MRO organizations exist in a wide range of  industries, including public transit, electrical utilities, wastewater, hydro power, aviation, and mining. To get their work done, MRO professionals use Enterprise Asset Management (EAM) and Enterprise Resource Planning (ERP) systems. These systems are designed to do a lot of jobs. Given their features, cost, and extensive implementation requirements, there is an assumption that EAM and ERP systems can do it all.

For example, at a recent Maximo Utilities Working Group event, several prospects stated that “Our EAM will do that” when asked about requirements for forecasting usage, netting out supply plans, and optimizing inventory policies. They were surprised to learn it did not and wanted to know more.

In this post, we summarize the need for add-on software that addresses specialized analytics for inventory optimization, forecasting, and service parts planning.   

EAM Systems

EAM systems can’t ingest forecasts of future usage – these systems simply aren’t designed to conduct supply planning and many don’t even have a place to hold forecasts. So, when an MRO business needs to net out known requirements for planned production or capital projects, an add-on application like Smart IP&O is needed.

Inventory Optimization software with features that support planning known future demand will take project-based data not maintained in the EAM system (including project start dates, duration, and when each part is expected to be needed) and compute a period-by-period forecast over any planning horizon. That “planned” forecast can be projected alongside statistical forecasts of “unplanned” demand arising from normal wear and tear. At that point, parts planning software can net out the supply and identify gaps between supply and demand. This ensures that these gaps won’t go unnoticed and result in shortages that would otherwise delay the completion of the projects. It also minimizes excess stock that would otherwise be ordered too soon and needlessly consumes cash and warehouse space. Again, MRO businesses sometimes mistakenly assume that these capabilities are addressed by their EAM package.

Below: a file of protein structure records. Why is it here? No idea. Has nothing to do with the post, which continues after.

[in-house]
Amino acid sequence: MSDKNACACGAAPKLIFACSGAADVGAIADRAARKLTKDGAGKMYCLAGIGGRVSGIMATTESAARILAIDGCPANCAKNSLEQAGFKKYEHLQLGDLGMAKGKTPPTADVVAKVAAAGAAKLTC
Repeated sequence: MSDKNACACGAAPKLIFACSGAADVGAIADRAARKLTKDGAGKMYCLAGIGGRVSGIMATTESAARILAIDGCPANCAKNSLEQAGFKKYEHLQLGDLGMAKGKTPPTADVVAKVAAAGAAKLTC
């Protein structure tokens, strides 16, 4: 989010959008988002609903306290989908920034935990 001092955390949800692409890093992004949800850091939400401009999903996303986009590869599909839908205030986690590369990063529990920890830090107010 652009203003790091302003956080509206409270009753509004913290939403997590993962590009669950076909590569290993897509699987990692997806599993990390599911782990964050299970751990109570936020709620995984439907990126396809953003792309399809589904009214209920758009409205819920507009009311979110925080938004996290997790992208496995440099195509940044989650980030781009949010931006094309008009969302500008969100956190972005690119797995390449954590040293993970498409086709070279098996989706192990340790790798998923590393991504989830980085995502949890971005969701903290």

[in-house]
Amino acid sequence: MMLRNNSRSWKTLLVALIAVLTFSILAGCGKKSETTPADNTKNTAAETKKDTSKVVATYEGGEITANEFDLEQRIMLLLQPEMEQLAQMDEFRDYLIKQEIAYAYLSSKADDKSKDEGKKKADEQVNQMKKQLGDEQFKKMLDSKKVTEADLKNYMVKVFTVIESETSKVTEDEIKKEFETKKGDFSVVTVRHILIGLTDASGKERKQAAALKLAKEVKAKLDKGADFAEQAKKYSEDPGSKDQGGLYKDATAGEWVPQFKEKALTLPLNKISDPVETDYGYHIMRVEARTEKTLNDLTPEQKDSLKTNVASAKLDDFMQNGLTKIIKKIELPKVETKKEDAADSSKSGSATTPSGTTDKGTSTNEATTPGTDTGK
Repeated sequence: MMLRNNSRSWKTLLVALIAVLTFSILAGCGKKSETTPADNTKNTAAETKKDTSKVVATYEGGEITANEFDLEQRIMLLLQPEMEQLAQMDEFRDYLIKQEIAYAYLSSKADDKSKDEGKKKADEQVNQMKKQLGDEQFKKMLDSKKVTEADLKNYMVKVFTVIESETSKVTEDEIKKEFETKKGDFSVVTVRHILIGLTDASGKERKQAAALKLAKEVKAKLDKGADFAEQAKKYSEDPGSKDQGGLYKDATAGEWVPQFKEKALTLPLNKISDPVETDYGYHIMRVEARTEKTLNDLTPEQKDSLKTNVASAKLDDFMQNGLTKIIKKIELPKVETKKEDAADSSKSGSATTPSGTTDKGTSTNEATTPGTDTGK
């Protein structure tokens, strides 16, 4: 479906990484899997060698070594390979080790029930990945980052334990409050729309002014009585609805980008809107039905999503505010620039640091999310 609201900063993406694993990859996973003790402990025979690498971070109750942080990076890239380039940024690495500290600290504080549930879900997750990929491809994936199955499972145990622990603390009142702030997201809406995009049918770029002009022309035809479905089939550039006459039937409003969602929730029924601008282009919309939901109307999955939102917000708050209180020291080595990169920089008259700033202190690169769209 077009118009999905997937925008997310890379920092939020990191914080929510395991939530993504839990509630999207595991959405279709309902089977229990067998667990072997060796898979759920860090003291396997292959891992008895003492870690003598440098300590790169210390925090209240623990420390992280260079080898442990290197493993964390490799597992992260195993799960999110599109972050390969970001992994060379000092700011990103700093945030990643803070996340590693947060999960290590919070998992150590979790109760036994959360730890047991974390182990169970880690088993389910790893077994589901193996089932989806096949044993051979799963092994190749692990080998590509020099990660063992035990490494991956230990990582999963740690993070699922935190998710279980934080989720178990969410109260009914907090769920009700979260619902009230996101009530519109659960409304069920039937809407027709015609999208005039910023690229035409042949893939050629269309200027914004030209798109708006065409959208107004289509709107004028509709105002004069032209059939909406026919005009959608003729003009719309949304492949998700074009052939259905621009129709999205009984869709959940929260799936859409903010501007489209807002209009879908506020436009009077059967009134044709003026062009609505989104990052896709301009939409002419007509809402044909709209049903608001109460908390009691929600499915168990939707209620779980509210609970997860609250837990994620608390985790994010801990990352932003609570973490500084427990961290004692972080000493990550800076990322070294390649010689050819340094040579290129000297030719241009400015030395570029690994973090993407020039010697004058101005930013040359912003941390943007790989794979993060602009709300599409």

ERP Systems

ERP systems, on the other hand, typically do include an MRP module that is designed to ingest a forecast and net out material requirements. Processing will consider current on hand inventory, open sales orders, scheduled jobs, incoming purchase orders, any bill of materials, and items in transit while transferring between sites. It will compare those current state values to the replenishment policy fields plus any monthly or weekly forecasts to determine when to suggest replenishment (a date) and how much to replenish (a quantity).

So, why not use the ERP system alone to net out the supply plan to prevent shortages and excess? First, while ERP systems have a placeholder for a forecast and some systems can net out supply using their MRP modules, they don’t make it easy to reconcile planned demand requirements associated with capital projects. Most of the time, the data on when planned projects will occur is maintained outside of the ERP, especially the project’s bill of materials detailing what parts will be needed to support the project. Second, many ERP systems don’t offer anything effective when it comes to predictive capabilities, relying instead on simple math that just won’t work for service parts due to the high prevalence of intermittent demand. Finally, ERP systems don’t have flexible user-friendly interfaces that support interacting with the forecasts and supply plan.